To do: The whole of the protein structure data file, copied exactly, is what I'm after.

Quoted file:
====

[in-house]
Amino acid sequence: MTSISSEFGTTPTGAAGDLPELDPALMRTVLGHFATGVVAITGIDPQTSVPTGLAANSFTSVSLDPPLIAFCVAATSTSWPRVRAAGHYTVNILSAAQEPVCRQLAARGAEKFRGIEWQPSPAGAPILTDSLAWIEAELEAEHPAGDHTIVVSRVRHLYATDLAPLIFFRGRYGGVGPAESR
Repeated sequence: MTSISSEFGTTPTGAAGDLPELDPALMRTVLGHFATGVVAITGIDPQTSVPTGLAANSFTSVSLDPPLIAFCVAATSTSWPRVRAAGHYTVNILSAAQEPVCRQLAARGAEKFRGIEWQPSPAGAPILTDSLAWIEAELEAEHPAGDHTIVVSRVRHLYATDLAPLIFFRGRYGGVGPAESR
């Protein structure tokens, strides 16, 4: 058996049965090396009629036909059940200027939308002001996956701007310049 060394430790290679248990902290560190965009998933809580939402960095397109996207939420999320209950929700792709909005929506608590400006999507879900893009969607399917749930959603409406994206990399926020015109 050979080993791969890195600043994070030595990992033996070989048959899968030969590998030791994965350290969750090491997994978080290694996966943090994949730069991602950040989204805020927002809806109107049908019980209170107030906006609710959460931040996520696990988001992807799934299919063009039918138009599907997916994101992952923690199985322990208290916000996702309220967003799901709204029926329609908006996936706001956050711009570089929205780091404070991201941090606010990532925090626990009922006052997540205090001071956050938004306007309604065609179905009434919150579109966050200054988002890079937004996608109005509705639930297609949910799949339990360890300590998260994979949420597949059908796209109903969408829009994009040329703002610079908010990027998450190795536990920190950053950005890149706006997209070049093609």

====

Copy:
[in-house]
Amino acid sequence: MTSISSEFGTTPTGAAGDLPELDPALMRTVLGHFATGVVAITGIDPQTSVPTGLAANSFTSVSLDPPLIAFCVAATSTSWPRVRAAGHYTVNILSAAQEPVCRQLAARGAEKFRGIEWQPSPAGAPILTDSLAWIEAELEAEHPAGDHTIVVSRVRHLYATDLAPLIFFRGRYGGVGPAESR
Repeated sequence: MTSISSEFGTTPTGAAGDLPELDPALMRTVLGHFATGVVAITGIDPQTSVPTGLAANSFTSVSLDPPLIAFCVAATSTSWPRVRAAGHYTVNILSAAQEPVCRQLAARGAEKFRGIEWQPSPAGAPILTDSLAWIEAELEAEHPAGDHTIVVSRVRHLYATDLAPLIFFRGRYGGVGPAESR
């Protein structure tokens, strides 16, 4: 058996049965090396009629036909059940200027939308002001996956701007310049 060394430790290679248990902290560190965009998933809580939402960095397109996207939420999320209950929700792709909005929506608590400006999507879900893009969607399917749930959603409406994206990399926020015109 050979080993791969890195600043994070030595990992033996070989048959899968030969590998030791994965350290969750090491997994978080290694996966943090994949730069991602950040989204805020927002809806109107049908019980209170107030906006609710959460931040996520696990988001992807799934299919063009039918138009599907997916994101992952923690199985322990208290916000996702309220967003799901709204029926329609908006996936706001956050711009570089929205780091404070991201941090606010990532925090626990009922006052997540205090001071956050938004306007309604065609179905009434919150579109966050200054988002890079937004996608109005509705639930297609949910799949339990360890300590998260994979949420597949059908796209109903969408829009994009040329703002610079908010990027998450190795536990920190950053950005890149706006997209070049093609």